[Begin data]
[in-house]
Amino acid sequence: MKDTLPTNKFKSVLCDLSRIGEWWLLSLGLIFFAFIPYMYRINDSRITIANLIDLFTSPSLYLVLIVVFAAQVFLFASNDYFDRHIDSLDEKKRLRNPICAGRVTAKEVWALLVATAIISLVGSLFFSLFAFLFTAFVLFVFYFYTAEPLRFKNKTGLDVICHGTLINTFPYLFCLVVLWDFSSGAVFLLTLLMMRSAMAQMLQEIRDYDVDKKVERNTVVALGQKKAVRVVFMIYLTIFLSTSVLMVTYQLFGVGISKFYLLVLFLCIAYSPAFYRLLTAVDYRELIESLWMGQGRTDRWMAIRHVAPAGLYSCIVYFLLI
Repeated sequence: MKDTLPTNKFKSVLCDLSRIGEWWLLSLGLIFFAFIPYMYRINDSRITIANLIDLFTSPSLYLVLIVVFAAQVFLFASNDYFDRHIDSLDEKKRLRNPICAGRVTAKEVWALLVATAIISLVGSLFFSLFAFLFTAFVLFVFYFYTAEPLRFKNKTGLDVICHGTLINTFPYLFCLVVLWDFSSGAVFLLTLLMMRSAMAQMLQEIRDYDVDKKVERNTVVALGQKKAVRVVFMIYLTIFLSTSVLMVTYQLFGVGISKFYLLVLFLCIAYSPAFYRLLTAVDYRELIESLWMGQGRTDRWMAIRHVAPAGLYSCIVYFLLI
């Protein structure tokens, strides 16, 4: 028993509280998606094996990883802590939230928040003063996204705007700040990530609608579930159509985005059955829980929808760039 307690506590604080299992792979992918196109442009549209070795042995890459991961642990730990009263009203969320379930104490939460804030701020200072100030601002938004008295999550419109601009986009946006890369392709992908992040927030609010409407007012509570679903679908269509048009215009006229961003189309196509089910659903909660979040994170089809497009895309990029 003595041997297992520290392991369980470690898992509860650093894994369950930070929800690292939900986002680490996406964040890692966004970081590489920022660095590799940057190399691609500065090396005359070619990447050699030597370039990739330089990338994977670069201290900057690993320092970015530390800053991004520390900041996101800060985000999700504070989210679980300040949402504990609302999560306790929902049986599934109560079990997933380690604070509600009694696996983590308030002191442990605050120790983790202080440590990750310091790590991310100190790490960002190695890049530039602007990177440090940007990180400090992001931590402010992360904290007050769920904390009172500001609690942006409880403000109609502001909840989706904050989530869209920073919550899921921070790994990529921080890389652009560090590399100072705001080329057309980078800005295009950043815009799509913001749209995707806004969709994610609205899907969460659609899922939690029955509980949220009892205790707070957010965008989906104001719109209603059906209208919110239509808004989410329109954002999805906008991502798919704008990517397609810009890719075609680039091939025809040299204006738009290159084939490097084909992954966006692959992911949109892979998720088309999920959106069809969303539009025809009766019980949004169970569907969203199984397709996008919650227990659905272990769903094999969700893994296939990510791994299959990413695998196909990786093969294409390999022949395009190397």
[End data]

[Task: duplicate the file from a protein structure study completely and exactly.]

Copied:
[in-house]
Amino acid sequence: MKDTLPTNKFKSVLCDLSRIGEWWLLSLGLIFFAFIPYMYRINDSRITIANLIDLFTSPSLYLVLIVVFAAQVFLFASNDYFDRHIDSLDEKKRLRNPICAGRVTAKEVWALLVATAIISLVGSLFFSLFAFLFTAFVLFVFYFYTAEPLRFKNKTGLDVICHGTLINTFPYLFCLVVLWDFSSGAVFLLTLLMMRSAMAQMLQEIRDYDVDKKVERNTVVALGQKKAVRVVFMIYLTIFLSTSVLMVTYQLFGVGISKFYLLVLFLCIAYSPAFYRLLTAVDYRELIESLWMGQGRTDRWMAIRHVAPAGLYSCIVYFLLI
Repeated sequence: MKDTLPTNKFKSVLCDLSRIGEWWLLSLGLIFFAFIPYMYRINDSRITIANLIDLFTSPSLYLVLIVVFAAQVFLFASNDYFDRHIDSLDEKKRLRNPICAGRVTAKEVWALLVATAIISLVGSLFFSLFAFLFTAFVLFVFYFYTAEPLRFKNKTGLDVICHGTLINTFPYLFCLVVLWDFSSGAVFLLTLLMMRSAMAQMLQEIRDYDVDKKVERNTVVALGQKKAVRVVFMIYLTIFLSTSVLMVTYQLFGVGISKFYLLVLFLCIAYSPAFYRLLTAVDYRELIESLWMGQGRTDRWMAIRHVAPAGLYSCIVYFLLI
């Protein structure tokens, strides 16, 4: 028993509280998606094996990883802590939230928040003063996204705007700040990530609608579930159509985005059955829980929808760039 307690506590604080299992792979992918196109442009549209070795042995890459991961642990730990009263009203969320379930104490939460804030701020200072100030601002938004008295999550419109601009986009946006890369392709992908992040927030609010409407007012509570679903679908269509048009215009006229961003189309196509089910659903909660979040994170089809497009895309990029 003595041997297992520290392991369980470690898992509860650093894994369950930070929800690292939900986002680490996406964040890692966004970081590489920022660095590799940057190399691609500065090396005359070619990447050699030597370039990739330089990338994977670069201290900057690993320092970015530390800053991004520390900041996101800060985000999700504070989210679980300040949402504990609302999560306790929902049986599934109560079990997933380690604070509600009694696996983590308030002191442990605050120790983790202080440590990750310091790590991310100190790490960002190695890049530039602007990177440090940007990180400090992001931590402010992360904290007050769920904390009172500001609690942006409880403000109609502001909840989706904050989530869209920073919550899921921070790994990529921080890389652009560090590399100072705001080329057309980078800005295009950043815009799509913001749209995707806004969709994610609205899907969460659609899922939690029955509980949220009892205790707070957010965008989906104001719109209603059906209208919110239509808004989410329109954002999805906008991502798919704008990517397609810009890719075609680039091939025809040299204006738009290159084939490097084909992954966006692959992911949109892979998720088309999920959106069809969303539009025809009766019980949004169970569907969203199984397709996008919650227990659905272990769903094999969700893994296939990510791994299959990413695998196909990786093969294409390999022949395009190397």